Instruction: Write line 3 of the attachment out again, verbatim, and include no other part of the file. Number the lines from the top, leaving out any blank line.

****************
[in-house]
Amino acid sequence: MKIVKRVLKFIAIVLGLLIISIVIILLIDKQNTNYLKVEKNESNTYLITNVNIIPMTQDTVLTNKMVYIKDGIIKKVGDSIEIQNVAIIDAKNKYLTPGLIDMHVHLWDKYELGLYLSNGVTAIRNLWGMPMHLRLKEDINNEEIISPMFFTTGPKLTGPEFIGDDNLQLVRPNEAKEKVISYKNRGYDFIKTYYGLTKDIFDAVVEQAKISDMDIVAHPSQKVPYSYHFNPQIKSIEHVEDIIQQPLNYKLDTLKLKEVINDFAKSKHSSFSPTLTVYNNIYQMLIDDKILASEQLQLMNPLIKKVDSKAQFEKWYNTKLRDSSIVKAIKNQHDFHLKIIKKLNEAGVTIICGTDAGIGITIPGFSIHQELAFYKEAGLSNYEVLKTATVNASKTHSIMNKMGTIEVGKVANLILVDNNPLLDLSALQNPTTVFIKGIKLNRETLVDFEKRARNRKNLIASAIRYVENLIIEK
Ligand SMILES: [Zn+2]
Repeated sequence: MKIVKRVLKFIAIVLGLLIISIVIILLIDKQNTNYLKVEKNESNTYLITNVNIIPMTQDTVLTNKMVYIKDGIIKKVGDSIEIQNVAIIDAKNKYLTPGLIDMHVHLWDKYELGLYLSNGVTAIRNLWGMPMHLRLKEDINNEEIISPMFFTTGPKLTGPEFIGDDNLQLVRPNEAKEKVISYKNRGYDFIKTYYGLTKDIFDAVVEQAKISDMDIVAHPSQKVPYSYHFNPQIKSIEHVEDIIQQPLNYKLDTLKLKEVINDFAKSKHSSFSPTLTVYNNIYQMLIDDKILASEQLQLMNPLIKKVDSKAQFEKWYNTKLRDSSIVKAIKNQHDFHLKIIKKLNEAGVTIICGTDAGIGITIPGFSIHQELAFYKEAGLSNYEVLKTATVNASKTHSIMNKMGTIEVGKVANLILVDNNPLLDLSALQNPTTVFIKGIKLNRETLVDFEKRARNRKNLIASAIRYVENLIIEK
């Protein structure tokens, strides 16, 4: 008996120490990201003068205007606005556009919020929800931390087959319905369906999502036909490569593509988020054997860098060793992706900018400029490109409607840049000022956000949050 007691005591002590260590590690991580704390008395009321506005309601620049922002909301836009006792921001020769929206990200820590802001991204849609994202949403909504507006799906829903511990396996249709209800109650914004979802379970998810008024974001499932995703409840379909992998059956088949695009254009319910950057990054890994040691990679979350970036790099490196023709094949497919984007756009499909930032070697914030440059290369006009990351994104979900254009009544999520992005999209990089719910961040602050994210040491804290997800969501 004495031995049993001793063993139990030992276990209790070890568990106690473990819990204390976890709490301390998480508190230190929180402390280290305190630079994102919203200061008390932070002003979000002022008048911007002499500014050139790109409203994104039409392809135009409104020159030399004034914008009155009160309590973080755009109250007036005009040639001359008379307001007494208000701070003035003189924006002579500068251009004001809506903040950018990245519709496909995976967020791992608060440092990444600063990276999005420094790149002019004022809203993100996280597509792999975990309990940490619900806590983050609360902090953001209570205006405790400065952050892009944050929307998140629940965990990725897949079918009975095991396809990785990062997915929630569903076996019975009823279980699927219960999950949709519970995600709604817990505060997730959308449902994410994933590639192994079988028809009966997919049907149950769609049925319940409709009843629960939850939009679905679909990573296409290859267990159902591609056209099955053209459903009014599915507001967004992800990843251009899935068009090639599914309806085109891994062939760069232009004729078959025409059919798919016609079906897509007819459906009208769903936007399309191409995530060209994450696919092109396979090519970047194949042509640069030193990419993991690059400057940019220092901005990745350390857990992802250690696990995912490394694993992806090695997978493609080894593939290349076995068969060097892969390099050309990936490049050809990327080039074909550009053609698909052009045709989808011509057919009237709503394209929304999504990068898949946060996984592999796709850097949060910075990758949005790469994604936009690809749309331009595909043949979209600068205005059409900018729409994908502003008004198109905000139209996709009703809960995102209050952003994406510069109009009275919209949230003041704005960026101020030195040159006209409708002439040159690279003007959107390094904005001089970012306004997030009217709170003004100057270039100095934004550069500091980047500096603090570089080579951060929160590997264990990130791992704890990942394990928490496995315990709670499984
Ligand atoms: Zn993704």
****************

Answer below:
Ligand SMILES: [Zn+2]